World Food Books is a book shop in Melbourne, Australia.
The Nicholas Building
Studio 19, Level 3
37 Swanston Street
THURS 11-5 PM
FRI 11-7 PM
SAT 12-4 PM
& OPEN BY APPOINTMENT
MAIL ORDER RUNS EVERY DAY
World Food Books
PO Box 435
Theory / Essay
Architecture / Interior
Graphic Design / Typography
Fiction / Poetry
Film / Video
Sculpture / Installation
Performance / Dance / Theater
Sound / Music
Group Shows / Collections
Illustration / Graphic Art
Ceramics / Glass
Italian Radical Design / Postmodernism
"Various Works 1986 - 1999"
02 February 16 - September 10, 2016
Including: Geometry of Cakes (various shelves), 1993; Poor People’s Law (black and white plate), 1993; White Absence (glasses, ruler, set square, silver spoon, silver ladel with skin photograph and wooden cubes), 1990-1996; Exploitation of the Dead (grey and red star painting, wooden painting, black spoon with red table, red plate), 1984-1990; Money and Zeros (zero tie, paintings made for friends in Australia (Sue, John, Kerrie), numbers painting), 1991-1992; Words - Slogans (various t-shirts) - “they talk about the death of art...help! someone is trying to kill me”, “my sweet little lamb”, “work is a disease - Karl Marx”; Various artist books, catalogues, monographs, videos; Poster from exhibition Insulting Anarchy; "Circular" Croatian - Australian edition; Artist book by Vlado Martek (Dostoyevsky); more.
Thanks to Mladen Stilinović and Branka Stipančić.
Curated by Nic Tammens
March 26 - April 4, 2015
B.Wurtz works from a basement studio in his home on Manhattan’s Lower East Side.
“USDA Whole Pork Shoulder Picnic 99c lb.”
“RITE AID Pharmacy, with us it’s personal.”
“H. Brickman & Sons.”
“Sweet Yams 59c lb."
Wurtz appears courtesy of Metro Pictures, New York.
December 15 - January 20, 2014
Organized by John Nixon, Joshua Petherick and Matt Hinkley.
at Minerva, Sydney (curated by Joshua Petherick and Matt Hinkley)
November 15 - December 20, 2014
Lewis Fidock, HR Giger, Piero Gilardi, Veit Laurent Kurz,
Cinzia Ruggeri, Michael E. Smith, Lucie Stahl, Daniel Weil, Wols
“...It contained seven objects. The slender fluted bone, surely formed for flight, surely from the wing of some large bird. Three archaic circuitboards, faced with mazes of gold. A smooth white sphere of baked clay. An age-blackened fragment of lace. A fingerlength segment of what she assumed was bone from a human wrist, grayish white, inset smoothly with the silicon shaft of a small instrument that must once have ridden flush with the surface of the skin - but the thing’s face was seared and blackened.”
William Gibson, “Count Zero”, 1986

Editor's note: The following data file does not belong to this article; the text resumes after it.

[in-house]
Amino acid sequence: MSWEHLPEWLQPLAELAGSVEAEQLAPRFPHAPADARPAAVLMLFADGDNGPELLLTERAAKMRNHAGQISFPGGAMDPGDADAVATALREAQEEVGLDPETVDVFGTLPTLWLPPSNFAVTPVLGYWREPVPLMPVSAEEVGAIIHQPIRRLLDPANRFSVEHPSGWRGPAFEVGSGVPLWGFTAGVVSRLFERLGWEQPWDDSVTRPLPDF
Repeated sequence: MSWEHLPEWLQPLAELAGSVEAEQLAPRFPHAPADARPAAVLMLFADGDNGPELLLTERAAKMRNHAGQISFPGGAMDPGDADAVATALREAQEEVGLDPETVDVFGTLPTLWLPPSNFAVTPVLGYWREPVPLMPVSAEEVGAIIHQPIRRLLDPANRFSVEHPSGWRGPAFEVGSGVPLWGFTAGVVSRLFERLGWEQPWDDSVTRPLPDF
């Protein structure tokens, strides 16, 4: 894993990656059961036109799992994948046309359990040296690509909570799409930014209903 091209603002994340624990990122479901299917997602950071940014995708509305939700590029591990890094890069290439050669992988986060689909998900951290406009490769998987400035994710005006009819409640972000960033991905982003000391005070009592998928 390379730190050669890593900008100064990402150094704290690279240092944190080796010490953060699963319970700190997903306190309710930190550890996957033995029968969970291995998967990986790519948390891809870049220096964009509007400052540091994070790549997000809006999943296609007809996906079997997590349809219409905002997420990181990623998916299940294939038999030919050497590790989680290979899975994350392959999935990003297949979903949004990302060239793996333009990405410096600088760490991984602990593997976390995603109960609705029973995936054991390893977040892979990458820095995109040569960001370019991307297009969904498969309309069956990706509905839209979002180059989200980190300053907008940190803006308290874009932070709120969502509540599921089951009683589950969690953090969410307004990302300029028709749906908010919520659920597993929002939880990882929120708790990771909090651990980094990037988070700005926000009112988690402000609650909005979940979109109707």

"Autumn Projects Archive"
Curated by Liza Vasiliou
March 6 - March 15, 2014
presented by CENTRE FOR STYLE
November 14, 2013
"Hey Blinky, you say chic, I say same"
and a Very Special Thank you to Audrey Thomas Hayes for her shoe collaboration.
Janet Burchill & Jennifer McCamley
May 10 - June 8, 2013
During shop open hours videos played every hour, on the hour.
$26.00 - Out of stock
Contributions by Liz Allan, Bik Van der Pol, Charles Esche, E. C. Feiss, Laymert Garcia dos Santos, Sarah Pierce, Eloise Sweetman, Paulo Tavares, Nato Thompson
The School of Missing Studies started in 2003 as an initiative of artists and architects who recognized “the missing” as a matter of urgency. Investigating what culture(s) laid the foundations for the loss we are experiencing from modernization and how this loss can talk back to us as a potential site of learning, the School of Missing Studies is calling for a space to turn existing knowledge against itself to affect our capacity to see things otherwise, to trust that seeing, and to set one’s own pedagogical terms.
Sandberg Series n°1
Copublished with Sandberg Instituut, Amsterdam
Design by Anja Groten
$39.00 - In stock -
This sleek and serious anthology of new curatorial writing documents the inter-dependent relationships between the curatorial past, present and speculative futures and, instead of following the convention of curators writing about themselves, invites the authors to provide a text about the curatorial work of others. The result is an eclectic volume of accessible responses that provides a dynamic curatorial discourse where critical essays, theoretical explorations, propositions, historical overviews, interviews, exhibition critiques and fictional accounts sit side by side. Essential reading for students and professionals alike.
This book is a welcome addition to the growing literature about exhibition making. Moving away from autobiographical first-person narratives, Curating Subjects instead invites its broad range of contributors to comment upon the curatorial endevours of others. Conflating and colliding the past and present with possible futures, this book unfolds as an idiosyncratic conversation that is at once informative, entertaining and often revealing.
Introduction by Paul O'Neill & Annie Fletcher; Design by Jonathan Hares.
Published with de Appel Arts Centre